Killer Joe

5 Nov

 

Director: William Friedkin

Writers: Tracy Letts (screenplay), Tracy Letts (play)

Stars: Matthew McConaughey, Emile Hirsch and Juno Temple

Motion Picture Rating: 18

Runtime: 102 minutes

 

 

It’s clear very quickly in this film that we are in the good old American south and on the wrong side of the tracks. It’s raining hard, chained up dogs are barking fiercely and the camera pans a dirty trailer park. Killer Joe is mostly a piece of ‘southern noir’ with some very black humour thrown in for good measure. The setting, just outside of Dallas, is bleak and the characters are dark.

Killer Joe is a detective who moonlights as a contract killer. He is hired by a scruffy and dim-witted father and son combo in Ansel and Chris Smith (Thomas Haden Church and Emile Hirsch). They agree to pay Joe from the insurance policy that they expect to redeem after Joe has killed Ansel’s ex-wife and Chris’ estranged mother. That $50k policy actually names Chris’s younger sister Dottie as the beneficiary and she is the real catalyst for the drama that ensues. Although a rather odd and shy creature, young Dottie catches Joe’s eye and soon enough Ansel and Chris are presenting her to the killer as a form of down-payment on the contract.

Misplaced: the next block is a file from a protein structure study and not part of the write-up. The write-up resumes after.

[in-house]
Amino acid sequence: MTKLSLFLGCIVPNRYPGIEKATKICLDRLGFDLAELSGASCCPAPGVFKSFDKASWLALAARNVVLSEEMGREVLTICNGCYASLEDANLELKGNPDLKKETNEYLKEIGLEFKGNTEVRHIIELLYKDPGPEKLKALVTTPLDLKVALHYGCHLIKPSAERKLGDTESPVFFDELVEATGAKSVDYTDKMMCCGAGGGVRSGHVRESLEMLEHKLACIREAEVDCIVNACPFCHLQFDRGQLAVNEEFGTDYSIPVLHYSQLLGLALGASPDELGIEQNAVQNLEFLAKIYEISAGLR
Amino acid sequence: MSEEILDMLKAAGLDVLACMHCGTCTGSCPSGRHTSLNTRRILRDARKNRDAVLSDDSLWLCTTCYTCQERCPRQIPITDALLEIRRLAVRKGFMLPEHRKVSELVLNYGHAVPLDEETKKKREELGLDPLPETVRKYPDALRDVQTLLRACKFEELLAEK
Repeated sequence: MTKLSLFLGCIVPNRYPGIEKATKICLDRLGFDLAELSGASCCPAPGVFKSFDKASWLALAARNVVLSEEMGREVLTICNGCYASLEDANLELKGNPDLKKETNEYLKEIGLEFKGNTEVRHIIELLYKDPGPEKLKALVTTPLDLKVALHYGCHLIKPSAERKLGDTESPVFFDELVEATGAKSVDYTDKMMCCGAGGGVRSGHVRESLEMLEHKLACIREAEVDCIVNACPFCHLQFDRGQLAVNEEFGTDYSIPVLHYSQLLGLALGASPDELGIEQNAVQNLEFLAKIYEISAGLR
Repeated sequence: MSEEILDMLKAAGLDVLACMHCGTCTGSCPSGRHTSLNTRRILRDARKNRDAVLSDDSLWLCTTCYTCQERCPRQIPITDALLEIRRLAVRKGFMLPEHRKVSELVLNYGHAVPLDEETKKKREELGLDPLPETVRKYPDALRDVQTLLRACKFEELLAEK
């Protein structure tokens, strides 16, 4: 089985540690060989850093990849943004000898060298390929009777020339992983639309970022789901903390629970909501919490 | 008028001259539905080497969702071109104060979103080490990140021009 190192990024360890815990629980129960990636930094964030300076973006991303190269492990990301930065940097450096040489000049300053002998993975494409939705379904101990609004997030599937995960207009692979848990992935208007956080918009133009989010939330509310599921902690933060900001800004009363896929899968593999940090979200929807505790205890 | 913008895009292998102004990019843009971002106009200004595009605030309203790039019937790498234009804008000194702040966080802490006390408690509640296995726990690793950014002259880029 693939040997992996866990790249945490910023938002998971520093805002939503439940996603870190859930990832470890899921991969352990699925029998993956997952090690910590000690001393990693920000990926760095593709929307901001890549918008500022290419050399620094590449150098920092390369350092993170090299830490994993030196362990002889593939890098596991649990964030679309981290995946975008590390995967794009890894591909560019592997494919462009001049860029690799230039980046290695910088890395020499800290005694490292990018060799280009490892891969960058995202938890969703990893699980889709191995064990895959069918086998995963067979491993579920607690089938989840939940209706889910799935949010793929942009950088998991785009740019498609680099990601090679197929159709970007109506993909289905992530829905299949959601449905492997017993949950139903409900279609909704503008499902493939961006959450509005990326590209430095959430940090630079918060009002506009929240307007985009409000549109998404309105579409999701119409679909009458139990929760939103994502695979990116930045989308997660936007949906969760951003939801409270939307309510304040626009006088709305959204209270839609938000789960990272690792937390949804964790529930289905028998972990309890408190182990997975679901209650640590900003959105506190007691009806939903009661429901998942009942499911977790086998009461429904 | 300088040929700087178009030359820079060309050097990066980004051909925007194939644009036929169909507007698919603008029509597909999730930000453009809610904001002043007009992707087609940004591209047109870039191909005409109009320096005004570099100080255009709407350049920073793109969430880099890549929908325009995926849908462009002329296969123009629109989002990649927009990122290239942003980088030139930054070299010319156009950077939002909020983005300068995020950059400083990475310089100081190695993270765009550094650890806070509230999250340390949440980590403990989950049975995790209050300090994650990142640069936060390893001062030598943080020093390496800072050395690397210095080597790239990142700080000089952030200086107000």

As written by Tracy Letts and directed by William (The Exorcist) Friedkin, Killer Joe is a morally dubious tale. At its heart are a dark exploration of the disintegration of the American family – the trailer bound, fried chicken eating and drug-taking Smiths – and a very non-pc courtship between a veteran killer and a naive teenage girl. Killer Joe moves into the Smith trailer, whilst planning to kill the absent matriarch, and as such takes young Dottie to bed and lays down some new laws for petty criminals Ansel and Chris.

This is a violent and warped film. It is outrageous in parts and hard to defend in others. It is, however, exciting, intense, comic and very well acted. Matthew McConaughey as Killer Joe is slick and scary in equal measure. He starts off channelling Jack Palance and ends with Dennis Hopper (specifically as Frank Booth in Blue Velvet). It is a fine performance and Juno Temple shows up almost as well as Dottie. They are this year’s, and possibly any years, oddest celluloid couple bar none. It is definitely not politically correct, but it’s exhilarating.

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